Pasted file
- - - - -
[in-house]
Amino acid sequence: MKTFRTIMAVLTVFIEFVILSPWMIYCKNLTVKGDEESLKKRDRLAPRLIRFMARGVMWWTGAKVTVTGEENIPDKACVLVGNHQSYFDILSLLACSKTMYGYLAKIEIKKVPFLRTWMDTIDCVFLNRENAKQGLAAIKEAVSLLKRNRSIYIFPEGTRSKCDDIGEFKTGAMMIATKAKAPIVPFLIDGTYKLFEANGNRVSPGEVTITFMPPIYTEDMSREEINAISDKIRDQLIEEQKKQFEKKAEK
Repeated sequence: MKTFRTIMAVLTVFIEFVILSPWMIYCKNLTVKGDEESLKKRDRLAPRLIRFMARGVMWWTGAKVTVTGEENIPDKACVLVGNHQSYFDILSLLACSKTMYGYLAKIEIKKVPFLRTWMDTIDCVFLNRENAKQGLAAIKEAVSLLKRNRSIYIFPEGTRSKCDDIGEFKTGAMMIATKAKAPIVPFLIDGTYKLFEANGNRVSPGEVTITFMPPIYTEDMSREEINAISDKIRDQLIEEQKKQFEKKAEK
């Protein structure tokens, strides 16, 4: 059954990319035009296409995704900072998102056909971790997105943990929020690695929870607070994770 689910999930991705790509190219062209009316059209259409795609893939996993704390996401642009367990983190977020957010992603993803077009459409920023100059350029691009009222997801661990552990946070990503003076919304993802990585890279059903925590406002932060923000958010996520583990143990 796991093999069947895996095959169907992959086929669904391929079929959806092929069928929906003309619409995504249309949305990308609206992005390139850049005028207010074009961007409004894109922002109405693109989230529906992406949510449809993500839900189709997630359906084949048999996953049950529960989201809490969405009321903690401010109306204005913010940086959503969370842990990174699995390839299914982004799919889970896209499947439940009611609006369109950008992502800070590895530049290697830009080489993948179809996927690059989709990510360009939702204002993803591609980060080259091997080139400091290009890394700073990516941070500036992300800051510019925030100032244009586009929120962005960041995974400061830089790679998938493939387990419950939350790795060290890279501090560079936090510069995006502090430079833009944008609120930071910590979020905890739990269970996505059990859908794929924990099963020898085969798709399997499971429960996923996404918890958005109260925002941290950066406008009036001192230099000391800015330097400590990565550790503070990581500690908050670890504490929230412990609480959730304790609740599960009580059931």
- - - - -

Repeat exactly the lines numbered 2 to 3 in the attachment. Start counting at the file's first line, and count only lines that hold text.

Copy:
Amino acid sequence: MKTFRTIMAVLTVFIEFVILSPWMIYCKNLTVKGDEESLKKRDRLAPRLIRFMARGVMWWTGAKVTVTGEENIPDKACVLVGNHQSYFDILSLLACSKTMYGYLAKIEIKKVPFLRTWMDTIDCVFLNRENAKQGLAAIKEAVSLLKRNRSIYIFPEGTRSKCDDIGEFKTGAMMIATKAKAPIVPFLIDGTYKLFEANGNRVSPGEVTITFMPPIYTEDMSREEINAISDKIRDQLIEEQKKQFEKKAEK
Repeated sequence: MKTFRTIMAVLTVFIEFVILSPWMIYCKNLTVKGDEESLKKRDRLAPRLIRFMARGVMWWTGAKVTVTGEENIPDKACVLVGNHQSYFDILSLLACSKTMYGYLAKIEIKKVPFLRTWMDTIDCVFLNRENAKQGLAAIKEAVSLLKRNRSIYIFPEGTRSKCDDIGEFKTGAMMIATKAKAPIVPFLIDGTYKLFEANGNRVSPGEVTITFMPPIYTEDMSREEINAISDKIRDQLIEEQKKQFEKKAEK